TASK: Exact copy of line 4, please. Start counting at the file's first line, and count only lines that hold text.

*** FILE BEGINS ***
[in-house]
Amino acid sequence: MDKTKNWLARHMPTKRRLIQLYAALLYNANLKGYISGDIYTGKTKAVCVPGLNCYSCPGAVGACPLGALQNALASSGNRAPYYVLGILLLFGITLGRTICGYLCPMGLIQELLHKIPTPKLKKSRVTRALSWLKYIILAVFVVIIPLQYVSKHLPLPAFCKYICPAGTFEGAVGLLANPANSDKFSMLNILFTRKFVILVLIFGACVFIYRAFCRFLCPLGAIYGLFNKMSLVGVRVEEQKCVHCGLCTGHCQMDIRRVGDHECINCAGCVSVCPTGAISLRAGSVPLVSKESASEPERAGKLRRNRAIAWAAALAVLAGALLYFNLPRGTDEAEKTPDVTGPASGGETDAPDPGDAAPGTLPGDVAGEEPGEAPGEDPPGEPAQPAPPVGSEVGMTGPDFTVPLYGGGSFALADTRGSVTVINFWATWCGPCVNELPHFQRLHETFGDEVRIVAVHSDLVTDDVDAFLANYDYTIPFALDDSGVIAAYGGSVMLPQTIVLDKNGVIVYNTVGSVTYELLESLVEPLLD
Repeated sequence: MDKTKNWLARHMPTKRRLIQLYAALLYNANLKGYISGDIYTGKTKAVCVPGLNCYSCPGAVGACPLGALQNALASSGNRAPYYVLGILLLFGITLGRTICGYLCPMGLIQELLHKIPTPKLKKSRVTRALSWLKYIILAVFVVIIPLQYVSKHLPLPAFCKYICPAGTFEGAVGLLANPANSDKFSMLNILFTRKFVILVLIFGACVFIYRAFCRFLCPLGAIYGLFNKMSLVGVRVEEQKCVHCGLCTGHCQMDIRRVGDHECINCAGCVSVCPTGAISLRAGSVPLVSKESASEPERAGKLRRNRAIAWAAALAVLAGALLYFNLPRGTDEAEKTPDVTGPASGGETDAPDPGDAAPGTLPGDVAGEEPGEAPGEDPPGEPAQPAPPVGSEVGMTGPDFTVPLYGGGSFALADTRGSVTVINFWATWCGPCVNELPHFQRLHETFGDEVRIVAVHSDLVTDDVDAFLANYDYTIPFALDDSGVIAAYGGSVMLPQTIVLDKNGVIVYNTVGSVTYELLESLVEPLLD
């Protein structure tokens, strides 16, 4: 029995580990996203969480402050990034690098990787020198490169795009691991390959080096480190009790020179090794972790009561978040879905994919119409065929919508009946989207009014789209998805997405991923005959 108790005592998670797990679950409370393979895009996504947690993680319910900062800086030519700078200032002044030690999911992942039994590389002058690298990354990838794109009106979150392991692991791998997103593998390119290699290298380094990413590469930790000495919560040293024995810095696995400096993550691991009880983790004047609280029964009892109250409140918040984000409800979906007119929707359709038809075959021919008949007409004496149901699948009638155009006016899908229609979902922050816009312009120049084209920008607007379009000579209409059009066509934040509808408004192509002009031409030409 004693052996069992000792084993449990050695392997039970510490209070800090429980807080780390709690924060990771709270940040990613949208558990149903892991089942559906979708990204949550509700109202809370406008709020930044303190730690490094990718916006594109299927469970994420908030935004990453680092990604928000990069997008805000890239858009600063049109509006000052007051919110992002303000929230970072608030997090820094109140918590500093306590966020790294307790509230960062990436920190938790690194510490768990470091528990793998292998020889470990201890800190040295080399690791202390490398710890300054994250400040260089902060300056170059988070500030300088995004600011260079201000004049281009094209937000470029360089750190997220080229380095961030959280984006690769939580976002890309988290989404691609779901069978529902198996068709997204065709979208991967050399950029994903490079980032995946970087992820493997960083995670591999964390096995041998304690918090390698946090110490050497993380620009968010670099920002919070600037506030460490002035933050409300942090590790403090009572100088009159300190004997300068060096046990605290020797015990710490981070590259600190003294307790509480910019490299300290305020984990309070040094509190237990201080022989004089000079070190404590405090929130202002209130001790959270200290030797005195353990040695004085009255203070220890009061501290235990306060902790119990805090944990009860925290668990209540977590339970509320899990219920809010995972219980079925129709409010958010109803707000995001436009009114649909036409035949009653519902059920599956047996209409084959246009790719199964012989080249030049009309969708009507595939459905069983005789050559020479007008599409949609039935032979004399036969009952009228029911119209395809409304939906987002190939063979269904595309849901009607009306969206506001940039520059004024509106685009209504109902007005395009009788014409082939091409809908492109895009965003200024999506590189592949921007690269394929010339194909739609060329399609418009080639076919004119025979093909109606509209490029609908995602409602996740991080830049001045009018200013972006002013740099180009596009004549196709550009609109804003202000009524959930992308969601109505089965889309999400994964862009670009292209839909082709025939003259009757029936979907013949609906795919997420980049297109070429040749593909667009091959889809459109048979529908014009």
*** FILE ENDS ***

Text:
């Protein structure tokens, strides 16, 4: 029995580990996203969480402050990034690098990787020198490169795009691991390959080096480190009790020179090794972790009561978040879905994919119409065929919508009946989207009014789209998805997405991923005959 108790005592998670797990679950409370393979895009996504947690993680319910900062800086030519700078200032002044030690999911992942039994590389002058690298990354990838794109009106979150392991692991791998997103593998390119290699290298380094990413590469930790000495919560040293024995810095696995400096993550691991009880983790004047609280029964009892109250409140918040984000409800979906007119929707359709038809075959021919008949007409004496149901699948009638155009006016899908229609979902922050816009312009120049084209920008607007379009000579209409059009066509934040509808408004192509002009031409030409 004693052996069992000792084993449990050695392997039970510490209070800090429980807080780390709690924060990771709270940040990613949208558990149903892991089942559906979708990204949550509700109202809370406008709020930044303190730690490094990718916006594109299927469970994420908030935004990453680092990604928000990069997008805000890239858009600063049109509006000052007051919110992002303000929230970072608030997090820094109140918590500093306590966020790294307790509230960062990436920190938790690194510490768990470091528990793998292998020889470990201890800190040295080399690791202390490398710890300054994250400040260089902060300056170059988070500030300088995004600011260079201000004049281009094209937000470029360089750190997220080229380095961030959280984006690769939580976002890309988290989404691609779901069978529902198996068709997204065709979208991967050399950029994903490079980032995946970087992820493997960083995670591999964390096995041998304690918090390698946090110490050497993380620009968010670099920002919070600037506030460490002035933050409300942090590790403090009572100088009159300190004997300068060096046990605290020797015990710490981070590259600190003294307790509480910019490299300290305020984990309070040094509190237990201080022989004089000079070190404590405090929130202002209130001790959270200290030797005195353990040695004085009255203070220890009061501290235990306060902790119990805090944990009860925290668990209540977590339970509320899990219920809010995972219980079925129709409010958010109803707000995001436009009114649909036409035949009653519902059920599956047996209409084959246009790719199964012989080249030049009309969708009507595939459905069983005789050559020479007008599409949609039935032979004399036969009952009228029911119209395809409304939906987002190939063979269904595309849901009607009306969206506001940039520059004024509106685009209504109902007005395009009788014409082939091409809908492109895009965003200024999506590189592949921007690269394929010339194909739609060329399609418009080639076919004119025979093909109606509209490029609908995602409602996740991080830049001045009018200013972006002013740099180009596009004549196709550009609109804003202000009524959930992308969601109505089965889309999400994964862009670009292209839909082709025939003259009757029936979907013949609906795919997420980049297109070429040749593909667009091959889809459109048979529908014009």